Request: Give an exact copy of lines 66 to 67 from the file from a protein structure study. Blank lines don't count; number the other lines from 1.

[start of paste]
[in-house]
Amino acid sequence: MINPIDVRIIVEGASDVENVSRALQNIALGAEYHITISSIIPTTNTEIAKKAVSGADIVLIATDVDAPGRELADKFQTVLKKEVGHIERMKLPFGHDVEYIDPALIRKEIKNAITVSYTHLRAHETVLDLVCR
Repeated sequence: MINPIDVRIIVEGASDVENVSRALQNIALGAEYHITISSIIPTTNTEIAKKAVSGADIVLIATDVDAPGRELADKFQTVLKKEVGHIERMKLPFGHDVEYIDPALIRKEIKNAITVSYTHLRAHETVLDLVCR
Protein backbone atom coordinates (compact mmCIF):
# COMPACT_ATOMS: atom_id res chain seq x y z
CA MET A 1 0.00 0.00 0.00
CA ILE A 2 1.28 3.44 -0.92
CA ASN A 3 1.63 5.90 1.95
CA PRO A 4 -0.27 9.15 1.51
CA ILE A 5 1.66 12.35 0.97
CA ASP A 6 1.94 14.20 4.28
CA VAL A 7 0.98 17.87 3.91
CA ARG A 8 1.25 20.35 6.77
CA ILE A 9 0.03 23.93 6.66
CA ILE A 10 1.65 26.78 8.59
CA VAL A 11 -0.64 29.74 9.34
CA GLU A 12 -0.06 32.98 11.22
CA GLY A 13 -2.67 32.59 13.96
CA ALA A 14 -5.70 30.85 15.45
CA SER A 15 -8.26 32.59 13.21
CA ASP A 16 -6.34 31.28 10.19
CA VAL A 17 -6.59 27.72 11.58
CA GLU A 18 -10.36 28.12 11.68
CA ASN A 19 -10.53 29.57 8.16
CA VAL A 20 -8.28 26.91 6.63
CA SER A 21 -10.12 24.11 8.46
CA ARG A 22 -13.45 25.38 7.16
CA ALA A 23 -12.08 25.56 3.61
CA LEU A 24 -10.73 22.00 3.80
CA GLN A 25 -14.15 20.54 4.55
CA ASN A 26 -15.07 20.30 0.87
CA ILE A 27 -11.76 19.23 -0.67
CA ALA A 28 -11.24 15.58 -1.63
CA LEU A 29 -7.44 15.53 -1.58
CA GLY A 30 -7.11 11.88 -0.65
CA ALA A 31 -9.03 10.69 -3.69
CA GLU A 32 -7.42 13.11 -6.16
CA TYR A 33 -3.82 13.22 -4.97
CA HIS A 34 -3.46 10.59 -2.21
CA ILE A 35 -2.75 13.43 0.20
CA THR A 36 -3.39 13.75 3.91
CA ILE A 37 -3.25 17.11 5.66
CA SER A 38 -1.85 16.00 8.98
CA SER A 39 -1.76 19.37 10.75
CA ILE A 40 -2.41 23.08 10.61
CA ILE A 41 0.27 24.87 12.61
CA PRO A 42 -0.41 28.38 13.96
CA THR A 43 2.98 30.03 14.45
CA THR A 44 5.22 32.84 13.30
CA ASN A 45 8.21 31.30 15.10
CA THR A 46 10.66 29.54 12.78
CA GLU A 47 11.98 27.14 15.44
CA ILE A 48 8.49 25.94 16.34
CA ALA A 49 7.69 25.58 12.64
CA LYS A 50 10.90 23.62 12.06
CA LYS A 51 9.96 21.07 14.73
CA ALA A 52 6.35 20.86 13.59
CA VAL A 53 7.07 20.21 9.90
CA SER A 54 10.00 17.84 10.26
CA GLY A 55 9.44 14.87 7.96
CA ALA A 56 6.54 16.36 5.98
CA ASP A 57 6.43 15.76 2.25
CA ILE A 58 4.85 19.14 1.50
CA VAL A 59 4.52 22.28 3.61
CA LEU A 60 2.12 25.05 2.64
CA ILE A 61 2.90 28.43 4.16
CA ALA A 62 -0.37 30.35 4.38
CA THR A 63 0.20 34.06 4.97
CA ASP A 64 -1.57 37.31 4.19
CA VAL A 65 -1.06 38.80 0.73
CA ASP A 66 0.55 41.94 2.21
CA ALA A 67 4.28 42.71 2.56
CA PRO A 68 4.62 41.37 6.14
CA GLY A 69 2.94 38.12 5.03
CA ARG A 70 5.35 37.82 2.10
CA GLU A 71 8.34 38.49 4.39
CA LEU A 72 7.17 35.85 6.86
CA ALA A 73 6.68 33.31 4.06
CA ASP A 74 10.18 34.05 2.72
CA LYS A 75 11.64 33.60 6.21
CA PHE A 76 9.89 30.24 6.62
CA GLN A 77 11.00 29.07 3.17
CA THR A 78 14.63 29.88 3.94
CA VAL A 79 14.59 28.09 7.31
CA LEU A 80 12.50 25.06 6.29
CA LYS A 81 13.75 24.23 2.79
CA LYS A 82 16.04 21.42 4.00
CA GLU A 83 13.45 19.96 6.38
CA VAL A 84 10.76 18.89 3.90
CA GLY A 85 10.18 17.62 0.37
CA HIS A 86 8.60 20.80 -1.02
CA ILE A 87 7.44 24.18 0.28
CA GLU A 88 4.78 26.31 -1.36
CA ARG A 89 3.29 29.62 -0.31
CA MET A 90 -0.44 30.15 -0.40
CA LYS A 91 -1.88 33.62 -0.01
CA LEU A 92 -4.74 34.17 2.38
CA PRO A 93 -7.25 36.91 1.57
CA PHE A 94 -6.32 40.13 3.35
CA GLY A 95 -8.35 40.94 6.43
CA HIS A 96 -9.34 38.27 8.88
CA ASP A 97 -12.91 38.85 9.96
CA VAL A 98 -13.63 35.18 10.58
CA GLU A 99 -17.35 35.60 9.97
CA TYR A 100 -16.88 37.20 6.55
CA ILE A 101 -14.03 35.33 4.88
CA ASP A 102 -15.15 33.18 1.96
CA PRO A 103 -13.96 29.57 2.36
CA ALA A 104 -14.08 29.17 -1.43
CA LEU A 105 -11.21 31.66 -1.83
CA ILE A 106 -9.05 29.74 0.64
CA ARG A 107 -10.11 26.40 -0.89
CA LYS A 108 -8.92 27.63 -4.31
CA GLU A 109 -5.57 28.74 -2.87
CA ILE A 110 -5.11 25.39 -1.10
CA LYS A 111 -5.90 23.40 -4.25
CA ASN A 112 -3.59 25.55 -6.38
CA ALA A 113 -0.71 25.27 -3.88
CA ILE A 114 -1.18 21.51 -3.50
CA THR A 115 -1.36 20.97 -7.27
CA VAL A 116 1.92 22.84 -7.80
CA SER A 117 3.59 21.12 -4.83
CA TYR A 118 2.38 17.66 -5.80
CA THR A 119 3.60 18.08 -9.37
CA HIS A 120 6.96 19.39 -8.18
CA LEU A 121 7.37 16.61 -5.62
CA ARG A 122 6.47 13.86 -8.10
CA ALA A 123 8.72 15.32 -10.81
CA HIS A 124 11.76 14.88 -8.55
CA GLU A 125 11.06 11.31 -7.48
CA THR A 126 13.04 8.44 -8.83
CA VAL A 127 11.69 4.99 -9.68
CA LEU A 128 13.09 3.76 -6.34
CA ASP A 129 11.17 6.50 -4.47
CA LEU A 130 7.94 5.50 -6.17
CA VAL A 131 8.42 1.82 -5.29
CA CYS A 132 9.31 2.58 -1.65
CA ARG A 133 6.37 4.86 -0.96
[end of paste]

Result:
CA ILE A 61 2.90 28.43 4.16
CA ALA A 62 -0.37 30.35 4.38